Measuring impacts and comparing impact performance data helps companies make strategic and operational decisions for their future survival and resilience, set goals, and communicate performance.
There are several steps to understanding and measuring impacts, including mapping the impact, identifying those you want to monitor, and determining which methodology is the most appropriate depending on the message you want to convey.
That way, companies will see the effects of their vision and strategy so that they can reinforce what is working and change or eliminate what is not.
The five dimensions of impact
The impact, defined as a change in a positive or negative outcome for people or the planet, can be measured across five dimensions of performance. Each dimension seeks to answer impact questions.
What outcome the enterprise is contributing to in the period?
Is the outcome positive or negative?
How important is the outcome to the stakeholders, the people, or the planet experiencing them?
Which stakeholders are experiencing the outcome?
How underserved are the affected stakeholders about the outcome?
How many stakeholders experienced the outcome?
What degree of change are they experiencing?
How long have they experienced the outcome?
Would this enterprise’s and/or investor’s efforts result in outcomes that were likely better than what would have occurred otherwise?
What is the risk to people and the planet that impact does not occur as expected?
To guide companies in collecting this information, the IMP (Impact Management Project) has broken the five dimensions down into 15 categories of data.
The IMP offers a template on their website to help organizations set up an impact measurement process from scratch. The table can also be used as a checklist for ensuring that existing impact data provides sufficient coverage across the five dimensions to enable robust assessment.
Data to value impacts can be collected through 3 approaches: Qualitative, Quantitative, and Monetary.
Companies will use one or several data approaches in their impact assessment, depending on the level of granularity and confidence targeted.
For better interpretation, impact assessment can require comparison with a counterfactual (expression of what has not happened), that narrows impact down to a measurable change in a pre-specified variable.
For example for social impact, the pre-specified variable would be the result of what would have happened in the absence of one social program, one social investment. Companies can measure how much impact they have had compared to a situation where they would have done nothing.
Mapping impacts permits to identify them in advance. It leads to:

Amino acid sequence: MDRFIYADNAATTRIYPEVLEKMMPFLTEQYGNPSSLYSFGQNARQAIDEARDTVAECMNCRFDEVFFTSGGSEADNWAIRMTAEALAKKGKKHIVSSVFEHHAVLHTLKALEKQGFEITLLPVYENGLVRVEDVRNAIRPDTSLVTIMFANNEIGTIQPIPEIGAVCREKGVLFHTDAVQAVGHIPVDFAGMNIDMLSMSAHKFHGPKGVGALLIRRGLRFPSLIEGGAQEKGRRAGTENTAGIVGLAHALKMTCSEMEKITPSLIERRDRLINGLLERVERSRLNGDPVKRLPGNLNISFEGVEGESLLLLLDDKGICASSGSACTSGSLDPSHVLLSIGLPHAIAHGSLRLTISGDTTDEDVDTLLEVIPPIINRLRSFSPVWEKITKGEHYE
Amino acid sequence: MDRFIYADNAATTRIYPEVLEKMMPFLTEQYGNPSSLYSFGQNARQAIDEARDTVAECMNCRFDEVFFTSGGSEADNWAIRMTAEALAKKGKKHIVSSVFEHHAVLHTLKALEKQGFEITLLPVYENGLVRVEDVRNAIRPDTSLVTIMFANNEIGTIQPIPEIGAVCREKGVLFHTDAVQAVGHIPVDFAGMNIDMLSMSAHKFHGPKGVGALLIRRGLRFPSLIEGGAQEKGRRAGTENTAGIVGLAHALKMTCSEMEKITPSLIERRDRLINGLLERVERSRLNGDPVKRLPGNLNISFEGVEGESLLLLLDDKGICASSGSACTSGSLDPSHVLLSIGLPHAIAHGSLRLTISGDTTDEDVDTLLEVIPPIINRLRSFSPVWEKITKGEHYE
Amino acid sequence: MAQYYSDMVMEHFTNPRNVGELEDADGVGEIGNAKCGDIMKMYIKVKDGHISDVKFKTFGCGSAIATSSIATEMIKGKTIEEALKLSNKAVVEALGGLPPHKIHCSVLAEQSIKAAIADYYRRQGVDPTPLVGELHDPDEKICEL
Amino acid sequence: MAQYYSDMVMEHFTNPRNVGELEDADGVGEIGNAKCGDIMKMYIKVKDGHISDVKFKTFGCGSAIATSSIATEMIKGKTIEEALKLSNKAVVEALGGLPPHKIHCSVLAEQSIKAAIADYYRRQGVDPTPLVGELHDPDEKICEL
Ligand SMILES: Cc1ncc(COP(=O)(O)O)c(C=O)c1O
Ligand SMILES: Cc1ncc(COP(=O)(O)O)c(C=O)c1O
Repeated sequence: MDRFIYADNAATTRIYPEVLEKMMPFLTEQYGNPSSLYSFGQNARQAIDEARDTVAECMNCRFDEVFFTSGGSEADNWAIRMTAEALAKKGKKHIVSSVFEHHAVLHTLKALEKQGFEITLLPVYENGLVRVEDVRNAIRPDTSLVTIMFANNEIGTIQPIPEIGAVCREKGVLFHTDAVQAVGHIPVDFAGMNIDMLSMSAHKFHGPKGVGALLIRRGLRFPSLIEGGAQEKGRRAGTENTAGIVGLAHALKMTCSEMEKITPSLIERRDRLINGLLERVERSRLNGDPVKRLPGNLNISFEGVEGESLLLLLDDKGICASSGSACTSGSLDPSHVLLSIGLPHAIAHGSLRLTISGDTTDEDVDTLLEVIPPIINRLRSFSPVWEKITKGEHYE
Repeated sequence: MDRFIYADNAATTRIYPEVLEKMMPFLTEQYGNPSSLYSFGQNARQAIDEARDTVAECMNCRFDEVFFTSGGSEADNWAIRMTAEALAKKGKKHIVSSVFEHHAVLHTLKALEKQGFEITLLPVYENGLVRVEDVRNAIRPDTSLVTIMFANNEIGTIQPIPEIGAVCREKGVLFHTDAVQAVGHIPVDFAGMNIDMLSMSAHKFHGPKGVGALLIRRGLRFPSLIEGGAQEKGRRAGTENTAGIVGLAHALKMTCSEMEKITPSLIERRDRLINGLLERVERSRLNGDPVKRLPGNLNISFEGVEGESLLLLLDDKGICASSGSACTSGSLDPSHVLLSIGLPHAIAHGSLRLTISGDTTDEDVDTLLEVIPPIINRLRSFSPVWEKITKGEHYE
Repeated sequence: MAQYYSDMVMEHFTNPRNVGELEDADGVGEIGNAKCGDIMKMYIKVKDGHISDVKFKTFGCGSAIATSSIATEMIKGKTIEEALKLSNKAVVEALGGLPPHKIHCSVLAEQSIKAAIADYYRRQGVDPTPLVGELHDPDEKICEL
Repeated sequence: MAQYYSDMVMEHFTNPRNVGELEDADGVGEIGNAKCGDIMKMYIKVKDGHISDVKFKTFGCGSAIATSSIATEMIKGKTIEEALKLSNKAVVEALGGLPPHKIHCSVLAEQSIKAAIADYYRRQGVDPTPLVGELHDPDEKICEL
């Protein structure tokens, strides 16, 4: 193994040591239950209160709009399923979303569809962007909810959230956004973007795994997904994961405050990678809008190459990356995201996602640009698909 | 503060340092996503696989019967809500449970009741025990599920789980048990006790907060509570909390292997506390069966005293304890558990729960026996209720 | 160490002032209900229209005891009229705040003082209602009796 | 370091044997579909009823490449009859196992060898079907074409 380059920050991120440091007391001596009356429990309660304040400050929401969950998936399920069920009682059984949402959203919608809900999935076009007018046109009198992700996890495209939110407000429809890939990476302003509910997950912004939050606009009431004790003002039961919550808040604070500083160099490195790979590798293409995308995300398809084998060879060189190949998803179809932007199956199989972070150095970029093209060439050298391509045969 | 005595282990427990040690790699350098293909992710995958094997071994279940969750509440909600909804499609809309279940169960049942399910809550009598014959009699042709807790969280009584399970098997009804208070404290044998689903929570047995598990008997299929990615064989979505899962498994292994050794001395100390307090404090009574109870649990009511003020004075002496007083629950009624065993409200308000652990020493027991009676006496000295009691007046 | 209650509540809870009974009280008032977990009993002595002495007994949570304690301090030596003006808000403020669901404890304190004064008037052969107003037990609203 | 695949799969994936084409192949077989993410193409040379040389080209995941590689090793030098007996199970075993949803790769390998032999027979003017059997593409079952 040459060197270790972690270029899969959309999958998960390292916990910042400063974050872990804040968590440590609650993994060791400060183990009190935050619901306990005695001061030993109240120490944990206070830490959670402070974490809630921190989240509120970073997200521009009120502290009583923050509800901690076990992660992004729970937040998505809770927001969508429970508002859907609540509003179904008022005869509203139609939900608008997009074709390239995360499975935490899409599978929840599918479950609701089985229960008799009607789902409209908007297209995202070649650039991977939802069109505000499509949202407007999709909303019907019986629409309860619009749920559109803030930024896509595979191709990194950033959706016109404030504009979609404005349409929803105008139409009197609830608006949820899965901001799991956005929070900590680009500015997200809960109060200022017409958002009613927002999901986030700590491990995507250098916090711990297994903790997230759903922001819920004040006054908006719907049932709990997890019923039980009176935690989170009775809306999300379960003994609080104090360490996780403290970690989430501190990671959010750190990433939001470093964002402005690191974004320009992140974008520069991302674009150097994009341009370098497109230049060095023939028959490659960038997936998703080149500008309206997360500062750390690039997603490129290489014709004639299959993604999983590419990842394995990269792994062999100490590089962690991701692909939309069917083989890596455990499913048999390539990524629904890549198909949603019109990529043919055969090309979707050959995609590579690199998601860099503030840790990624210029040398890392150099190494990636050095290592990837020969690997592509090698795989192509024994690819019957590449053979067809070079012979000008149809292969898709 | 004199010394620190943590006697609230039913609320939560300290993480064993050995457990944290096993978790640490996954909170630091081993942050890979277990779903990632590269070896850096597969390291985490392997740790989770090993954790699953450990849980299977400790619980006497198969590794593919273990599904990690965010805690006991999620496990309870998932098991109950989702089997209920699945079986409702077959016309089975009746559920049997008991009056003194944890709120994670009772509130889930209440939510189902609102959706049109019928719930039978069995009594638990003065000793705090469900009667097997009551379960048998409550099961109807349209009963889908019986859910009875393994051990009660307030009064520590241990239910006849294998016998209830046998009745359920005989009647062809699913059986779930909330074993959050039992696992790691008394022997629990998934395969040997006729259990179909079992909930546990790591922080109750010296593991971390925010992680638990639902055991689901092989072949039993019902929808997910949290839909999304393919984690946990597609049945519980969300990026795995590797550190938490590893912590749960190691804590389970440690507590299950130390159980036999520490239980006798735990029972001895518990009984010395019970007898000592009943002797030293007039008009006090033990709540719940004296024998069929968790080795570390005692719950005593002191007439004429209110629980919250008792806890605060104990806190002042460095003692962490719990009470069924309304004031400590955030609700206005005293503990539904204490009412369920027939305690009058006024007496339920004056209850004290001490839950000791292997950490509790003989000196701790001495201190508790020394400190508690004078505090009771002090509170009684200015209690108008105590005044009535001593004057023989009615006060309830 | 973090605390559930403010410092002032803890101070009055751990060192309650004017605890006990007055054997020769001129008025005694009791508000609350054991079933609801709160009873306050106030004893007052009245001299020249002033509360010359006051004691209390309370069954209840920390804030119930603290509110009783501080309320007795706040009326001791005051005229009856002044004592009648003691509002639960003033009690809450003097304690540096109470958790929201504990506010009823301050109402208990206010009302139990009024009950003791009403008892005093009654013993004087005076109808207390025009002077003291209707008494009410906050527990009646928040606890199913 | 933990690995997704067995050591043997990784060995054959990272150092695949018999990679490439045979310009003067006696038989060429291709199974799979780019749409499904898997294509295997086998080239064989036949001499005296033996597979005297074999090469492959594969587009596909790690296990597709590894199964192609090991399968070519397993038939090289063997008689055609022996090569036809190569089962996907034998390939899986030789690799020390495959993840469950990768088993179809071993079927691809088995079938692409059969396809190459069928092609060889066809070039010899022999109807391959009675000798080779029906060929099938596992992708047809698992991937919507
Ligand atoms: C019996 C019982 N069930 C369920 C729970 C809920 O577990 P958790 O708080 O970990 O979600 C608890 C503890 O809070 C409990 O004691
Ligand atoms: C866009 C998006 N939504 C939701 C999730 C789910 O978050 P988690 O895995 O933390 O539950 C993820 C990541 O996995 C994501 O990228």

Better decisions being made about which interventions should proceed and how they should proceed
Mitigation measures being implemented to minimize the harm and maximize the benefits from a specific planned intervention or related activity
Companies can represent the realm of possibilities of the kinds of impact a business decision, a business strategy, an activity, a good or service production might have or already has. The impacts will be mapped according to several criteria, intended or unintended, positive or negative, foreseen ahead of time, or unforeseen, like in the table below.
Example from a job skills program reduce unemployment among young people in a rural district:
Companies can also map the network of impacts of their activities, their products, their actions have, considering all possible effects of the cause.
Below is an example of a network of impacts for the construction of a dam:
They are different frameworks and valuation methodologies designed to measure and communicate social and environmental impacts. They provide companies with processes related to impact reporting. Below is a short description of these methodologies.
They assist companies in defining the scope of their impact assessments, setting their objectives and delivering meaningful and consistent results. This is the first step for companies in the process of impact reporting.
Examples of impact framework: Theory of Change, Impact Management Project
They are used to further evaluate impact, with the aim of measuring and placing a monetary value on identified impacts. This enables companies to communicate their impacts both internally and externally, and to provide comparisons of the impacts of different projects or investments (thanks to the common monetary unit). It is usually done on a second step, to align the impact strategy with the financial strategy.
Example of valuation methodology: Natural/Social Capital Protocols developed by The World Business Council for Sustainable Development (WBCSD), Social Return on Investment (SROI) methodology